Ch. 11: Gene Expression

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Department
Biology - Biological Sciences
Course Code
BSC 2010
Professor
Gerlach, Nicole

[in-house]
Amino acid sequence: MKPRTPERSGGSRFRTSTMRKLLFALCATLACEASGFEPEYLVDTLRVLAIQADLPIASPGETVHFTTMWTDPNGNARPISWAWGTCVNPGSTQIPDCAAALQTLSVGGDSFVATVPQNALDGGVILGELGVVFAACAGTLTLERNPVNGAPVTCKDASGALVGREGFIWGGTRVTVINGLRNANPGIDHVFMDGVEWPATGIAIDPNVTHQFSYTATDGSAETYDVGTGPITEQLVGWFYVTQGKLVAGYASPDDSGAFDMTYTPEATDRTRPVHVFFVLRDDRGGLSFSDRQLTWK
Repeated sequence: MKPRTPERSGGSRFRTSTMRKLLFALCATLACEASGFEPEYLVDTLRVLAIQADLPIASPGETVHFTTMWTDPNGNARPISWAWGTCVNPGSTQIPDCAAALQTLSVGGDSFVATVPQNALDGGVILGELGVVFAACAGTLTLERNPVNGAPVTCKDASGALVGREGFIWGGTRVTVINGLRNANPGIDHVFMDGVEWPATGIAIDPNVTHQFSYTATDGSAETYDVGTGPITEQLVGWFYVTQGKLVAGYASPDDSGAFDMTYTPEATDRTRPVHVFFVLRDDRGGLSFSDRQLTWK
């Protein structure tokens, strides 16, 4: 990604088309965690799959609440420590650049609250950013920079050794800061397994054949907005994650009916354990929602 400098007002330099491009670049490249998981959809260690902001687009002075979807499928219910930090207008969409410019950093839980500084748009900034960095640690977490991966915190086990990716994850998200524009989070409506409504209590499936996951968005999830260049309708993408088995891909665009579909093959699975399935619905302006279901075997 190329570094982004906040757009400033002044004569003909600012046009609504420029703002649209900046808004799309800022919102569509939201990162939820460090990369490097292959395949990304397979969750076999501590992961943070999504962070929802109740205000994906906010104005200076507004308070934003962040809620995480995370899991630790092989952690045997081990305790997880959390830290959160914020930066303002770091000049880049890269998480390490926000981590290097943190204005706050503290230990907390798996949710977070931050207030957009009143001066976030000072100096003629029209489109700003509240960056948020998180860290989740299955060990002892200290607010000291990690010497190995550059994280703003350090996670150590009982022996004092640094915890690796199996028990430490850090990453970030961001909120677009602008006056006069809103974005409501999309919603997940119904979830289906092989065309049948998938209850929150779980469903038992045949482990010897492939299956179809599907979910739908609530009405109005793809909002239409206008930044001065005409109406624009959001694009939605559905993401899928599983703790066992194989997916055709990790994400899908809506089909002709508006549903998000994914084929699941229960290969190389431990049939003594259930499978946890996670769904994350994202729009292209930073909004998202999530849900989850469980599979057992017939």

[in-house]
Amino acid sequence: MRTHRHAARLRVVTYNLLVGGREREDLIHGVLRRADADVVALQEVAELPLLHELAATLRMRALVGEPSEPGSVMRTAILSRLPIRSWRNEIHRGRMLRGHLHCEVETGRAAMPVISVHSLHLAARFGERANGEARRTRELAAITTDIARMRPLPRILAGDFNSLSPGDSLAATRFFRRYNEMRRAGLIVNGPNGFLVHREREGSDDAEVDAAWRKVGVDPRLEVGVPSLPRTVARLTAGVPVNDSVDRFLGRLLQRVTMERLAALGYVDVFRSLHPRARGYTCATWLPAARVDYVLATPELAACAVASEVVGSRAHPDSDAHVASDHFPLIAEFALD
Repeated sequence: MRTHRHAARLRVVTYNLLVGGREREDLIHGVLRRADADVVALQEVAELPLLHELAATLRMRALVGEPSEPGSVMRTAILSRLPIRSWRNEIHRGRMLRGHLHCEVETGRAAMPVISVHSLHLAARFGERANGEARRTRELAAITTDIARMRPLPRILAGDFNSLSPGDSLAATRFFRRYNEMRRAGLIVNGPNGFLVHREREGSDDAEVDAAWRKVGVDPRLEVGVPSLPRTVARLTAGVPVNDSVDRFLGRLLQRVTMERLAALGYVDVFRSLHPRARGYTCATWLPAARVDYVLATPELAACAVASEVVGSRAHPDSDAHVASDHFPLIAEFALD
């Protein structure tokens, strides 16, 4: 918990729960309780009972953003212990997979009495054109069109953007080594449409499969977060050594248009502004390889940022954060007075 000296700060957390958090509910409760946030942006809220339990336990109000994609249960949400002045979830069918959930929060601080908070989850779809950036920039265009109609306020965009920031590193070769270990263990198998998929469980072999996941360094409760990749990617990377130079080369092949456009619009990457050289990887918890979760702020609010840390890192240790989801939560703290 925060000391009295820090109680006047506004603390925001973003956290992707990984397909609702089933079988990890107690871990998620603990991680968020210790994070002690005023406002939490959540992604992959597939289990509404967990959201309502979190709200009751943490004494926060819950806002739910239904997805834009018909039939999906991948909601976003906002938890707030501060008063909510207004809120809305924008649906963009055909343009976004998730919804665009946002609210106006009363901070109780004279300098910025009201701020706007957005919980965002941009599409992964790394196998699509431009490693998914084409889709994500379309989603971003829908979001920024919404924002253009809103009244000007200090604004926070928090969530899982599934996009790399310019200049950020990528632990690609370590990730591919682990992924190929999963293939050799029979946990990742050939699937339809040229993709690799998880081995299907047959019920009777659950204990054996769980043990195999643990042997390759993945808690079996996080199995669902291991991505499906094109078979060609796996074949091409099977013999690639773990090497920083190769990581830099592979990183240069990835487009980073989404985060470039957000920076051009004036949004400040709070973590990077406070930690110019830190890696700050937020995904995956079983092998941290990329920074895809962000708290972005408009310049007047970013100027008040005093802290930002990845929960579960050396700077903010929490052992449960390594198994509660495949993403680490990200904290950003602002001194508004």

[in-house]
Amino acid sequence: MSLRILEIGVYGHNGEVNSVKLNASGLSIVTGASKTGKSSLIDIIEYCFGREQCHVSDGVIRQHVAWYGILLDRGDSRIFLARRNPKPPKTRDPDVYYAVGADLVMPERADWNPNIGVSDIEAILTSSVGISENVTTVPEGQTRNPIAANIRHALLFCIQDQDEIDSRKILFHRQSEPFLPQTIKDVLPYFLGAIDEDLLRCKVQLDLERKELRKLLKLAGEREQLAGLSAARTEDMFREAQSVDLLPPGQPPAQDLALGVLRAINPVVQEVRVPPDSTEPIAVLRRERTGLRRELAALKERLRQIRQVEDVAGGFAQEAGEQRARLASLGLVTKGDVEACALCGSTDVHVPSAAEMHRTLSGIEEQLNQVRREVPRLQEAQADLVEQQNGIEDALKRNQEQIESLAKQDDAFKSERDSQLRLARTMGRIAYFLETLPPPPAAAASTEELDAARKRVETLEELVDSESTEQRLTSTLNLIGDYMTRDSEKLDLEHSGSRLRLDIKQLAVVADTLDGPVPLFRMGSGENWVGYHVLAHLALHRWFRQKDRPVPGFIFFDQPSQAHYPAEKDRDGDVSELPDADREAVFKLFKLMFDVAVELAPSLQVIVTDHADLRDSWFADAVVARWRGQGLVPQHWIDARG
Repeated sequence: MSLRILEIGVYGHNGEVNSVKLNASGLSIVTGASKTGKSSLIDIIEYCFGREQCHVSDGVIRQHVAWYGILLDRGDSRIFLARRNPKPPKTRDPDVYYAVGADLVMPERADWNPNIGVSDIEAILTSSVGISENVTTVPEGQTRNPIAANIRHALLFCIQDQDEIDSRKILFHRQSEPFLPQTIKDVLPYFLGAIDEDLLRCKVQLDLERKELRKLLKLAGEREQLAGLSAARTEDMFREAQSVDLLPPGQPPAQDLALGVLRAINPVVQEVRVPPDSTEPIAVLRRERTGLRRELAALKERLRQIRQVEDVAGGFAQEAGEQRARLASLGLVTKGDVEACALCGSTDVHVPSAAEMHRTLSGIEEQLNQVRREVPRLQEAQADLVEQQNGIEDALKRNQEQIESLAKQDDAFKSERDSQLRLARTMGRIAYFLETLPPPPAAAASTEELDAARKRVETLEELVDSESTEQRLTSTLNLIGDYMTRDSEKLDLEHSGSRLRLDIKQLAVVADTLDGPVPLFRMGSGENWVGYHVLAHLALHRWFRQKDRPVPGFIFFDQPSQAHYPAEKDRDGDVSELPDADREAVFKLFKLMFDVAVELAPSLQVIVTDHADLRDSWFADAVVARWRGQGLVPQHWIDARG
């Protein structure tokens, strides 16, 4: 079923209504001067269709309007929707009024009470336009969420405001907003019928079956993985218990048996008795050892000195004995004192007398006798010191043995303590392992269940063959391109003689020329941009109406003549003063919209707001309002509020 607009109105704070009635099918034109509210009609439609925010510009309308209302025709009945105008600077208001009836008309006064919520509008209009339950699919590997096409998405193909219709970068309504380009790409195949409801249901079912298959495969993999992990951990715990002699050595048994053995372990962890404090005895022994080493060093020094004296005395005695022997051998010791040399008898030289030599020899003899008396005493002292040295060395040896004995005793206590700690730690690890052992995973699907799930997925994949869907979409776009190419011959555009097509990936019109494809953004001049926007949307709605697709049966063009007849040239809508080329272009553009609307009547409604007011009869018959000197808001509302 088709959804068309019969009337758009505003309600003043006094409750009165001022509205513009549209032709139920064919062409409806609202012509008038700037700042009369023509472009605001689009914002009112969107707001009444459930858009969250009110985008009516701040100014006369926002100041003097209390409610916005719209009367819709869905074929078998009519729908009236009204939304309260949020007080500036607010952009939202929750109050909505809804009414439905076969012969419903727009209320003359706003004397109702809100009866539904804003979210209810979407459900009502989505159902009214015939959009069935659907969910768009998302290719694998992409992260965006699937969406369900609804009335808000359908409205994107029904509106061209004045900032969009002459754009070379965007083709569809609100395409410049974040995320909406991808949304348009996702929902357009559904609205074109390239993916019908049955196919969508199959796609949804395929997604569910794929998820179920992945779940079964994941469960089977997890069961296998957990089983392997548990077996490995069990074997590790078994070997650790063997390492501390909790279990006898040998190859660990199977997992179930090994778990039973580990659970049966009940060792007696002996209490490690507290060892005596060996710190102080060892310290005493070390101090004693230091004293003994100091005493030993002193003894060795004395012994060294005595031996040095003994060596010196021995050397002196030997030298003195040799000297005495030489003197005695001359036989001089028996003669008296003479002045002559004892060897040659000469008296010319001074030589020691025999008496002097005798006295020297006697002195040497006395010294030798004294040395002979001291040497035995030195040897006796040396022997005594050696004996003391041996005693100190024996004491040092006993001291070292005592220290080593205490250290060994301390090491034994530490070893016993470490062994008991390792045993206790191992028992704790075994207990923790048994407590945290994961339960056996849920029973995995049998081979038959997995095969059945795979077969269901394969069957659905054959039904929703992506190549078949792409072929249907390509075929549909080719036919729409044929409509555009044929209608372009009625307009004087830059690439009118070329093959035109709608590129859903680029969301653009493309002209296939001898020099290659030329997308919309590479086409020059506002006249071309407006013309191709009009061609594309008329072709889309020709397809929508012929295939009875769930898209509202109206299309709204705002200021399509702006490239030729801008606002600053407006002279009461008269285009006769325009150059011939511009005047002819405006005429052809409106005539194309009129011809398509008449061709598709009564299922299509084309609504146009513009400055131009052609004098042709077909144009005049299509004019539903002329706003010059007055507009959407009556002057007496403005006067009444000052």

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3/13/13 Ch. 11 I. Gene Expression A. Gene expression – final production of a functional gene product (e.g. protein) B. Gene regulation – control over timing and rate of gene expression C. Genomic totipotency – all somatic cells share the same DNA D. House-keeping genes – genes that are so critical to day-to-day existence that they are always “on” 1. Constituitve expression – genes that are always “on” E. Luxury genes – those that are only by specific cells and/or at specific times 1. Inducible expression – expressed only when protein is needed by cell F. Gene expression can be regulated at any point in central dogma G. Prokaryote gene regulation – few regulatory controls for multiple structural (protein- coding) genes H. Eukaryotic gene regulation – multiple regulatory controls for each structural gene II. Positive and Negative Regulation A. Transcription factors (regulator proteins) – control when a gene is active B. Negative regulators – gene is constituitively repressed by repressors C. Positive regulators – gene is not typically expressed but can be induced by an activator D. Operons (in bacteria) – what gene expression is based on 1. Contains operator – short stretch of DNA near the promoter that controls transcription E. Lac operon – specific chromosomal region of E. coli chromosome that contains genes needed for the catabolism of lactose 1. Repressor constituitiveley expressed; operon is not expressed III. Eukaryotic Gene Expression A. Gene regulation is more complex (e.g. specialization) 1. Gene regulation is required over both space (cell-to-cell) and time (zygote to multicellular adult) B. Larger genomes C. More complicated cells (with mitochondria, nuclear membranes) D. Prokaryotes: operons; multiple structural genes under a single regulatory control E. Eukaryotes: operons rare; multiple regulatory controls for single structural genes F. C
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